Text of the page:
Ginger

I don't know about you, but when I think of December and the holidays, I think of ginger and Mom-ma’s warm gingerbread cake! Additionally, the cold and flu season has begun, which means I'm stocking up on ginger tea and ginger root.


Ginger has a long history of medicinal use and has been mentioned in most ancient medical texts. It is widely used in Traditional Chinese Medicine (TCM) and was even mentioned in the Chinese Classic Book of Herbs written in 3000 BC. It’s known as the “universal remedy.”


Ginger is a warming herb, perfect for cold winter days! It promotes circulation and is one of the most versatile of the herbal stimulants. It has anti-inflammatory, antimicrobial and antiviral agents, as well as antioxidants that boost the immune system and protect the body from free radical damage. It's beneficial to the stomach, intestines and respiratory system, and has been used throughout history to relieve nausea, particularly morning sickness and motion sickness. Ginger is also recommended by herbalists for indigestion, flatulence and stomach cramps.


I always recommend ginger during my seasonal detoxes because it induces sweating, one important way we remove toxins. Additionally, it increases bile acid secretion, also beneficial during a detox. However, if you have gallstones or gallbladder disease, you might need to avoid it. The same is true if you’re on blood thinners, since ginger is a natural blood thinner. Ginger in normal amounts is generally considered safe. 


Ginger tea is a delicious and gentle treatment for colds and flu. It helps break up phlegm, soothes the throat, warms the body, and has antimicrobial properties. You can make ginger tea by simply grating fresh ginger into a saucepan and boiling it for 5-10 minutes.  Strain and add honey and lemon for taste. This coats, soothes and disinfects a sore throat.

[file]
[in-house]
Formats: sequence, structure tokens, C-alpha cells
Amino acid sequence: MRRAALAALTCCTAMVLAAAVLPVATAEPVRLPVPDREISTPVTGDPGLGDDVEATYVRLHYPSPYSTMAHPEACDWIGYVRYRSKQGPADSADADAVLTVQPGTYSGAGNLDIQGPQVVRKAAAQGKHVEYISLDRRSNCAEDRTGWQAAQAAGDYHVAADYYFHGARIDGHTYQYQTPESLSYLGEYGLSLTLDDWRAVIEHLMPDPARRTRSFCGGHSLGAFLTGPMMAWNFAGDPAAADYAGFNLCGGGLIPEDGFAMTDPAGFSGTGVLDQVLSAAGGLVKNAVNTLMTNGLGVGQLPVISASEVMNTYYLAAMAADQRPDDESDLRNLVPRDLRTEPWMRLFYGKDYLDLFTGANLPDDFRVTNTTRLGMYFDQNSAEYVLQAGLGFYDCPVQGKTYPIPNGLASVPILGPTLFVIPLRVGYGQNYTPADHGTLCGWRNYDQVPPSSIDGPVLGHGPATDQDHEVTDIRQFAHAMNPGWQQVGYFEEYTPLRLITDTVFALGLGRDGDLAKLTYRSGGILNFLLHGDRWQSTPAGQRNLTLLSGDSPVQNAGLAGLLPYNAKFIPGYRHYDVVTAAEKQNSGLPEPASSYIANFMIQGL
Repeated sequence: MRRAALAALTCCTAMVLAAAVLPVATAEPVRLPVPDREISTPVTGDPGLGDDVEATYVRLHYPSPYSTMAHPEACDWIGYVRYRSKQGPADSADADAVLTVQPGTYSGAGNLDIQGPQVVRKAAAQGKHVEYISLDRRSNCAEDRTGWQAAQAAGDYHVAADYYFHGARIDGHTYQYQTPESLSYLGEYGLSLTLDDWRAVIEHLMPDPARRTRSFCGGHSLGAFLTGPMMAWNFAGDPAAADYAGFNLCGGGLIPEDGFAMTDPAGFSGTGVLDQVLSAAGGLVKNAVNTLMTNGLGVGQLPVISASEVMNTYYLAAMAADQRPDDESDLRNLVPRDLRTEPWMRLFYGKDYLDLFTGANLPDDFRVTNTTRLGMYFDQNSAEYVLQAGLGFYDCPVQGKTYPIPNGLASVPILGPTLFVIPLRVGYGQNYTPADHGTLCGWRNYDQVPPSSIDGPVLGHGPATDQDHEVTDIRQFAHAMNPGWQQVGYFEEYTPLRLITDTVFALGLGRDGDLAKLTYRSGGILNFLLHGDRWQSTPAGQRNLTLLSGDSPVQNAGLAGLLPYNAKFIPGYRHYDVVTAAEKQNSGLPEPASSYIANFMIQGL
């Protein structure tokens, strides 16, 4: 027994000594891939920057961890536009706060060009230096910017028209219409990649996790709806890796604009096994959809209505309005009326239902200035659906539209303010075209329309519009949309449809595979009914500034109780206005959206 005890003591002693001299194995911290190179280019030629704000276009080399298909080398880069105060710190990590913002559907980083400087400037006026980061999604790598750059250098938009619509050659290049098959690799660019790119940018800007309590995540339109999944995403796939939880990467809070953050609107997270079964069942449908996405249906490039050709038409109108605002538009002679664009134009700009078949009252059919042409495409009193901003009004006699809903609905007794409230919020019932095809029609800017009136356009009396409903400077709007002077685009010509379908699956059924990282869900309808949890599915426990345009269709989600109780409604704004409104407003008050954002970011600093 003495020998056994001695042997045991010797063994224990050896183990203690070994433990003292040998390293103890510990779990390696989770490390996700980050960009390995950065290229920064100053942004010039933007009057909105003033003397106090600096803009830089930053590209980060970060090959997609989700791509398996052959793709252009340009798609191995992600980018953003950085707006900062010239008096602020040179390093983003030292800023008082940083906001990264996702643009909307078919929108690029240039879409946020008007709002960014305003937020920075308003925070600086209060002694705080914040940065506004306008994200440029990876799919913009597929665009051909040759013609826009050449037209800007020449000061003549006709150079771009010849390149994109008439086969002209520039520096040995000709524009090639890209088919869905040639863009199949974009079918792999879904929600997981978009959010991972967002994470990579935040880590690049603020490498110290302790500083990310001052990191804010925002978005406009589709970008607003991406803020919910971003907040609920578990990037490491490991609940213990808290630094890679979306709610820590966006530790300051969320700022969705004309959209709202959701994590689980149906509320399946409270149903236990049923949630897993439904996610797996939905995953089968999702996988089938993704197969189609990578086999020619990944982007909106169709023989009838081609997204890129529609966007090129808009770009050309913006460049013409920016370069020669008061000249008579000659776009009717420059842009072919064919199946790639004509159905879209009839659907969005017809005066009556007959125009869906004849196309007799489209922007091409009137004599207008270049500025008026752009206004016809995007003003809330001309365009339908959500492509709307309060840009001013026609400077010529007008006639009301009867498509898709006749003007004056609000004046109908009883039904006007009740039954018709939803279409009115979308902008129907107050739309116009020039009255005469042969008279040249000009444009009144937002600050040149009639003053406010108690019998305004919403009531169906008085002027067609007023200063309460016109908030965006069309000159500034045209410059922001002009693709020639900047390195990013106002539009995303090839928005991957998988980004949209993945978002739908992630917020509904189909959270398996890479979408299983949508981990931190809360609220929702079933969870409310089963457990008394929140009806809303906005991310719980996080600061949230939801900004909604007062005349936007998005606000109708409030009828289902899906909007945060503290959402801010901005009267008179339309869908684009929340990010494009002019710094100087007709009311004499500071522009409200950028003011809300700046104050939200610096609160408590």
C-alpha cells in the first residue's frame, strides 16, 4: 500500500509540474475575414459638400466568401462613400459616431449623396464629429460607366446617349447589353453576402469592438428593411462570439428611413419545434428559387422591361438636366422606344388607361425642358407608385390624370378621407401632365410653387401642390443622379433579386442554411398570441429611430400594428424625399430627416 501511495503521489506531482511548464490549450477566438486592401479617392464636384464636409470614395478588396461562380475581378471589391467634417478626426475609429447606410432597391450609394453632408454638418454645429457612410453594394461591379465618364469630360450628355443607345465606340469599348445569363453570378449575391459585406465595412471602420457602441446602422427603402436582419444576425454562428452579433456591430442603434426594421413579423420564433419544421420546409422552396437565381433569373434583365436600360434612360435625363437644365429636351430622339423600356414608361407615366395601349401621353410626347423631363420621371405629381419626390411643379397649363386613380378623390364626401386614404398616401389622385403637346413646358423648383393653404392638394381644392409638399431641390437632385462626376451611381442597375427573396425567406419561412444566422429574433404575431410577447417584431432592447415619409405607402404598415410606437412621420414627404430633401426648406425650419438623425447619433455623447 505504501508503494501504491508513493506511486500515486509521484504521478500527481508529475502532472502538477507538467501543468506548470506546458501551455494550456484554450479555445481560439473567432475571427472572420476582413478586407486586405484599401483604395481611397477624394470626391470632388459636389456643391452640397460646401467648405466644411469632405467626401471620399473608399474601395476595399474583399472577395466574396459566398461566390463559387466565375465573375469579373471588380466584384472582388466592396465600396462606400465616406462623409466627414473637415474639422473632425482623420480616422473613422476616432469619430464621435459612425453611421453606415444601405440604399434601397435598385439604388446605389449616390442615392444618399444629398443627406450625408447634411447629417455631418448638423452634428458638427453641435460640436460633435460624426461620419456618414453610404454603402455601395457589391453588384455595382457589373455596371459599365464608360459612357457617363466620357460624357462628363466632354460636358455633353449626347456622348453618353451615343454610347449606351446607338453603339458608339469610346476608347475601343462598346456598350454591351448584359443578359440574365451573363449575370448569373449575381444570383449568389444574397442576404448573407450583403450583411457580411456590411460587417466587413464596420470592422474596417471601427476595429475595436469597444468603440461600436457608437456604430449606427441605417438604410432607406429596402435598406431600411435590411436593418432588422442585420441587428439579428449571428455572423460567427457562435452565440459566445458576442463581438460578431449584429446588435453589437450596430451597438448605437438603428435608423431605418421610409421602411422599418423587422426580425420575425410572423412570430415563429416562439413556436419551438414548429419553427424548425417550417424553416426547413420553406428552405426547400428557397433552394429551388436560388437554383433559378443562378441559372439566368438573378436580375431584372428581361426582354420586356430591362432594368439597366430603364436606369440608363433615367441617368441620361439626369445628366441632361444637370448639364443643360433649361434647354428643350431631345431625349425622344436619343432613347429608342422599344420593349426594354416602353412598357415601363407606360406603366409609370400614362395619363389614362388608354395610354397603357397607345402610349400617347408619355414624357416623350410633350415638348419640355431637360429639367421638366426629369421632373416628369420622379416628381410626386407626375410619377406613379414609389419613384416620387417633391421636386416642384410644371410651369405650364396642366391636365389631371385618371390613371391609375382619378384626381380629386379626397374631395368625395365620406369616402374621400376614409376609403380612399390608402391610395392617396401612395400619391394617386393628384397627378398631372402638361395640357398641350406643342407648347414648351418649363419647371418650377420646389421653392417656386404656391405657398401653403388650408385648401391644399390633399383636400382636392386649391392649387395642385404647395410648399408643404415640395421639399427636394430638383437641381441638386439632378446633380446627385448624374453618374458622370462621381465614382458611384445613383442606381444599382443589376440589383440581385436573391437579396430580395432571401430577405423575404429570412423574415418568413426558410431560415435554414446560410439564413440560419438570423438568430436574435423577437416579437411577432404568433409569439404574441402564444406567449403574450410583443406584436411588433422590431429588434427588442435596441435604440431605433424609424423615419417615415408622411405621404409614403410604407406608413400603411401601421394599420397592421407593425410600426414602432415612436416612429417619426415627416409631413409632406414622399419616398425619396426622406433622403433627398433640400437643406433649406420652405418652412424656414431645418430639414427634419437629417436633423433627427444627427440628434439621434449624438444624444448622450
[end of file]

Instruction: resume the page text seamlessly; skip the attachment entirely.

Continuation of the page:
Women have used ginger throughout the ages as well, and not just for morning sickness. It has antispasmodic properties and therefore is often used to relieve menstrual cramps. However, due to its ability to stimulate circulation, it is also recommended to promote menstruation in certain circumstances. 


Perhaps the best and most popular use of ginger is in the kitchen! Gingerbread men, gingerbread houses, gingerbread muffins, ginger snaps... It is believed that adding ginger to meat removes toxins. Ginger is one of my favorite herbs! I start the day with ginger by adding some to my morning smoothie, and I end the day with a cup of ginger tea after dinner. There are few things better than sitting in front of the fire, sipping ginger tea, and reading a good book! In fact, I might just do that tonight! 


References:

American Botanical Council

Gladstar, Herbal Healing for Women (©1993)

Grieve, A Modern Herbal (©1931)

Tierra, The Way of Herbs (©1980)

© Bobbi Mullins 2011, All rights reserved. FOOD FITNESS FAITH™